July 11 (Bloomberg) -- The chairman of the House Armed Services Committee called on Defense Secretary Leon Panetta to reverse a Pentagon policy that the lawmaker said limits reports to Congress to 15 pages and amounts to an “outrageous” encroachment on congressional oversight.
Representative Howard “Buck” McKeon, a California Republican, said committee members learned of the policy today when they received a shorter-than-expected annual report on China’s military might. When McKeon complained to Pentagon aides who provided a classified briefing to accompany the report, he said they told him of the department’s short-report directive.
The policy “reeks of obstructionism, a lack of transparency, and is harmful to constitutionally mandated congressional oversight and national security,” McKeon wrote today in a letter to Panetta that he and fellow Republicans presented at a news conference. “Mr. Secretary, this policy must be rescinded immediately.”
Pentagon spokesman George Little said in a statement that Panetta seeks a “close partnership” with Congress, and that the Defense Department works to fulfill its requirement to inform lawmakers on issues in cost-effective way and in “the most readable and usable format possible.”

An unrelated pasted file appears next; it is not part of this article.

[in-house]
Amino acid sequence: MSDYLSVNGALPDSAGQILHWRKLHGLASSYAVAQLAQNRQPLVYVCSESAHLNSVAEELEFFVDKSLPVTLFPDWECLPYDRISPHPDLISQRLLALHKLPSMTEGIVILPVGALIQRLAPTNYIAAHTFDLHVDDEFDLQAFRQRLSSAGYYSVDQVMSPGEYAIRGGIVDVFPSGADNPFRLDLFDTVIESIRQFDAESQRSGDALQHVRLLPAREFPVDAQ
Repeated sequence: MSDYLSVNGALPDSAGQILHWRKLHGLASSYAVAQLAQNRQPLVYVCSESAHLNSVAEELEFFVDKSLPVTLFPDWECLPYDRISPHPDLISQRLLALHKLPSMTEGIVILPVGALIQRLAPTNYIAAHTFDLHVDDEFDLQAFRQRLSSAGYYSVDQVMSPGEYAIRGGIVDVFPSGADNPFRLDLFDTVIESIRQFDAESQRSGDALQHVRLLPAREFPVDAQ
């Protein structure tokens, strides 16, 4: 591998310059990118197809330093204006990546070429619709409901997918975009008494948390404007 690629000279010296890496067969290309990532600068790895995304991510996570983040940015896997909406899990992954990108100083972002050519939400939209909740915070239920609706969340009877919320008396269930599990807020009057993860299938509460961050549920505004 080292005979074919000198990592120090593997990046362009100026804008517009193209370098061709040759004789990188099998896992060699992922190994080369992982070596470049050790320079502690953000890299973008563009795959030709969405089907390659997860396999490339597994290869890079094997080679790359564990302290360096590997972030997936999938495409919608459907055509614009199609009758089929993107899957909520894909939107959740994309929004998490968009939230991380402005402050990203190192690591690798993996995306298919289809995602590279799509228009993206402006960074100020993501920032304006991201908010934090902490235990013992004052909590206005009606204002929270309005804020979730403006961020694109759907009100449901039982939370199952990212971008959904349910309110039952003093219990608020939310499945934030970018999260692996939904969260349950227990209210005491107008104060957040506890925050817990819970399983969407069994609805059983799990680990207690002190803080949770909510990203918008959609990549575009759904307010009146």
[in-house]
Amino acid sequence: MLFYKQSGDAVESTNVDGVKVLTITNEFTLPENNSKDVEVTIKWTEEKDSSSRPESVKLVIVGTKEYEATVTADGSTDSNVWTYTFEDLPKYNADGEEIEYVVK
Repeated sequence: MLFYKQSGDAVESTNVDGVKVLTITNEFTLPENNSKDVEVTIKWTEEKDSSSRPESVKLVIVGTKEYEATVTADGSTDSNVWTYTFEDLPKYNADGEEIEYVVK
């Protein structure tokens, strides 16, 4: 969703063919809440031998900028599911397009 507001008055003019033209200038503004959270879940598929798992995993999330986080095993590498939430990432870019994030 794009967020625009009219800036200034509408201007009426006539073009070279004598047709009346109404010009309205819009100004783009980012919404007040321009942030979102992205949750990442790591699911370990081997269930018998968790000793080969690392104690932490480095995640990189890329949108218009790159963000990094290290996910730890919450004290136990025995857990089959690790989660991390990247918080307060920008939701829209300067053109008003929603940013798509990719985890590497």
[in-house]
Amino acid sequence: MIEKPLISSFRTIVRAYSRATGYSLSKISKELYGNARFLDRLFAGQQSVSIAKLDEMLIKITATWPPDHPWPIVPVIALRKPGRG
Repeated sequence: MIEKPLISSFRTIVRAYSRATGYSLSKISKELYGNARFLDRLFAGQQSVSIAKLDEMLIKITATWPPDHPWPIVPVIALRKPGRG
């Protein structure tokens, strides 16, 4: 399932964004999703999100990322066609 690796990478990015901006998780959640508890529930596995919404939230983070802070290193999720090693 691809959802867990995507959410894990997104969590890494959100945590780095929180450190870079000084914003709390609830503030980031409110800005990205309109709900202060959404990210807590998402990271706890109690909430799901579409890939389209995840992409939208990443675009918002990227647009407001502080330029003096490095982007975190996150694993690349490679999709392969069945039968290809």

Little said “one component” within the Pentagon issued written guidance last summer that reports not exceed 10 pages unless legal requirements or some other circumstances made a longer report necessary.
“The guidance did not in any way seek to restrict information provided to Congress,” Little said.
The Republicans said the restriction only adds to their view that the Obama administration is withholding too much information on defense strategy and the impact of looming defense cuts.
“That kind of arbitrary limit to me is rather demeaning of our oversight role,” said Representative Mac Thornberry, a Texas Republican.
If the Defense Department’s goal is to curb verbosity, that proved difficult on the first try: The China report submitted today was 19 pages, exceeding the limit.
As for saving money, McKeon said the 19-page report cost the Pentagon $85,000 to prepare, $12,000 more than a 69-page report on the same topic last year.
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